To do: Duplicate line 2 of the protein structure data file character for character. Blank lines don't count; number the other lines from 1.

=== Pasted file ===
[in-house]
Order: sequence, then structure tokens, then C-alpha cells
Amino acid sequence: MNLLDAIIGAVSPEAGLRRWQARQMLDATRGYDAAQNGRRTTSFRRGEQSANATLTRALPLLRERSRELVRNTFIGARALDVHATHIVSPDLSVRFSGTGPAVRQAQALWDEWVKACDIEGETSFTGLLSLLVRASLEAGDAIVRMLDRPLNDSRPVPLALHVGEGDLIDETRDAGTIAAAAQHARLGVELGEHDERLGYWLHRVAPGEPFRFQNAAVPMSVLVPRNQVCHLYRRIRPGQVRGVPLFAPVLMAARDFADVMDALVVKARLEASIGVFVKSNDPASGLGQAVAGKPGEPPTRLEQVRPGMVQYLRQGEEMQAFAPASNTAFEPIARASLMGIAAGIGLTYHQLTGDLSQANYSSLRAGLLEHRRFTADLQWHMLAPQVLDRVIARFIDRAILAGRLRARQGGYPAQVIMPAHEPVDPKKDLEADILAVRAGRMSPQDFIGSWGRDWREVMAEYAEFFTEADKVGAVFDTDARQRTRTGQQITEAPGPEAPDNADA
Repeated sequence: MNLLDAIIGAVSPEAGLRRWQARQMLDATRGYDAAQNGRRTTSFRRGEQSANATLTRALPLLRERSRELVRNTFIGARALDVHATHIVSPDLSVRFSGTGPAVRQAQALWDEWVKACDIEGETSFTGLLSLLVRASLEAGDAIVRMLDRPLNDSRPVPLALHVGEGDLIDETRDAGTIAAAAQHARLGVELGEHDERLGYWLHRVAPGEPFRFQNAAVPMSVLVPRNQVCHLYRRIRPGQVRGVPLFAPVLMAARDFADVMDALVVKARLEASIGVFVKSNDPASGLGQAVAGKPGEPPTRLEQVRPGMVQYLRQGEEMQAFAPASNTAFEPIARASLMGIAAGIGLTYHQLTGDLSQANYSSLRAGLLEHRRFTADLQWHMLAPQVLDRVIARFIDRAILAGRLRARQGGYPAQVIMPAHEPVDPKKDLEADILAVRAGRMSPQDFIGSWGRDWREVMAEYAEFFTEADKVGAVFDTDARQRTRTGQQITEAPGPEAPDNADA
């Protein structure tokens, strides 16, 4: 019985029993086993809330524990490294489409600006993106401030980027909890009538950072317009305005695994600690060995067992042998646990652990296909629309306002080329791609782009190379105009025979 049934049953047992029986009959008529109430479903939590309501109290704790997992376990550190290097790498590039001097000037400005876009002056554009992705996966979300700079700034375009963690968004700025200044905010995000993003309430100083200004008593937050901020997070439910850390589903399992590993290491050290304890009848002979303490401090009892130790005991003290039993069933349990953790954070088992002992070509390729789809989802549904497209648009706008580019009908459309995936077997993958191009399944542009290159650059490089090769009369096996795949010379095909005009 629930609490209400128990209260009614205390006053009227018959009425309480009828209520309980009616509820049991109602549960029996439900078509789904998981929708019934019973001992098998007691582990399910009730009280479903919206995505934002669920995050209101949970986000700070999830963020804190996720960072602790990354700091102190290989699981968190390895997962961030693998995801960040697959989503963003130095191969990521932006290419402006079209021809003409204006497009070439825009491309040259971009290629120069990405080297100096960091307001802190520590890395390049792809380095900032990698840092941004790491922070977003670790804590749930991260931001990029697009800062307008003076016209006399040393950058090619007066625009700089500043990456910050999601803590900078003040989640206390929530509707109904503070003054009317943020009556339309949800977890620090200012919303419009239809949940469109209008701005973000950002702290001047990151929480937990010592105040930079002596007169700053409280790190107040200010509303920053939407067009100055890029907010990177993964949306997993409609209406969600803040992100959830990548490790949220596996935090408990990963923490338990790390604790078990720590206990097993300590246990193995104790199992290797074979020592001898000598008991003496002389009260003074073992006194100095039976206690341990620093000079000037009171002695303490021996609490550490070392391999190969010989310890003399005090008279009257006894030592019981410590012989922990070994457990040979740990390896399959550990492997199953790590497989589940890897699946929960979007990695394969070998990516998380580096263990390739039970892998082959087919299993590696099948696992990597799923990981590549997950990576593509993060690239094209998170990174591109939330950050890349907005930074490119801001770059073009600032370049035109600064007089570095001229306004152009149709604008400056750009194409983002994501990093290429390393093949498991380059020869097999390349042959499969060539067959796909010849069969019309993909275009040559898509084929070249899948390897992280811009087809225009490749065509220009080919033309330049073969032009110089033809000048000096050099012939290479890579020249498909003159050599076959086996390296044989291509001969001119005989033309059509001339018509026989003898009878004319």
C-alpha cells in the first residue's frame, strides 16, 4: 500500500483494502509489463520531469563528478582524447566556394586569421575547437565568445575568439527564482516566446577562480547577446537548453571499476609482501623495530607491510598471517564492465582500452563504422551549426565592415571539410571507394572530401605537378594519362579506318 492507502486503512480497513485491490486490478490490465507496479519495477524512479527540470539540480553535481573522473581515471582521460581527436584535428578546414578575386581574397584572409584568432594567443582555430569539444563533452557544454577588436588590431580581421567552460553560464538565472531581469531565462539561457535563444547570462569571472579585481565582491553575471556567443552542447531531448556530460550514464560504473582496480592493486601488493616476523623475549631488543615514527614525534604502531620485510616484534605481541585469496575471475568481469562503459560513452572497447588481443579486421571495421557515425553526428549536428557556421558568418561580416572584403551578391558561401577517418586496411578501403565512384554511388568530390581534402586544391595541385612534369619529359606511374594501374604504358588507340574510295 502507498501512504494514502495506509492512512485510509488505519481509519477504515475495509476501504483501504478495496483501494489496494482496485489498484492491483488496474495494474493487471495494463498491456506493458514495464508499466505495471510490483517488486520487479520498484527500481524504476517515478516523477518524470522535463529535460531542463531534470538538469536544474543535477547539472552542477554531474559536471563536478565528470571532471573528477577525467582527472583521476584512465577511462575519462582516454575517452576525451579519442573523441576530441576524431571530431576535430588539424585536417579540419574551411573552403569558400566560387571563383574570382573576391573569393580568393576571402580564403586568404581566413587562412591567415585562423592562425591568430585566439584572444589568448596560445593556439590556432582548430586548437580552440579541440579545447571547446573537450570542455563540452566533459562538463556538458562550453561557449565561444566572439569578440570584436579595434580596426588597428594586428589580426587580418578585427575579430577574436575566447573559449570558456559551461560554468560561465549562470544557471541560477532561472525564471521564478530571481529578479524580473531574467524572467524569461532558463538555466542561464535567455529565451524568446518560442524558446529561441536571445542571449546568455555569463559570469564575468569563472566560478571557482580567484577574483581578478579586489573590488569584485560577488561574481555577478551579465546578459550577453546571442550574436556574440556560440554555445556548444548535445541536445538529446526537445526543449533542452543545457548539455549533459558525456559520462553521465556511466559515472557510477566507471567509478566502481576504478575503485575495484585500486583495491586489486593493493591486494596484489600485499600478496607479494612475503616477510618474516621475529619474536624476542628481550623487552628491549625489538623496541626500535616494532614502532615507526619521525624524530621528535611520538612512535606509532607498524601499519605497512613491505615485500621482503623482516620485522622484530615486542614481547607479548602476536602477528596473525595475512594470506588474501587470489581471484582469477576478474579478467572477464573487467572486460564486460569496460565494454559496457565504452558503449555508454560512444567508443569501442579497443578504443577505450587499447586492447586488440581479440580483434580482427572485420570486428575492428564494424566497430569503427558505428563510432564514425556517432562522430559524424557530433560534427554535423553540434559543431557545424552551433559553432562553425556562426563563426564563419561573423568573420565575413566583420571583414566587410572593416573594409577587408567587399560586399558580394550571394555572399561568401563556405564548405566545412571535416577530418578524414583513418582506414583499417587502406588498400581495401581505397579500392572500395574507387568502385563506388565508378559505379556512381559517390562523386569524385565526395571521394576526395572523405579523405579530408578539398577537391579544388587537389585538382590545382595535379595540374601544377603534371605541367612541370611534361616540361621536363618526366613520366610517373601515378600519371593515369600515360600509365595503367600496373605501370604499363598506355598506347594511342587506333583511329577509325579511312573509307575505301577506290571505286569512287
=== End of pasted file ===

Order: sequence, then structure tokens, then C-alpha cells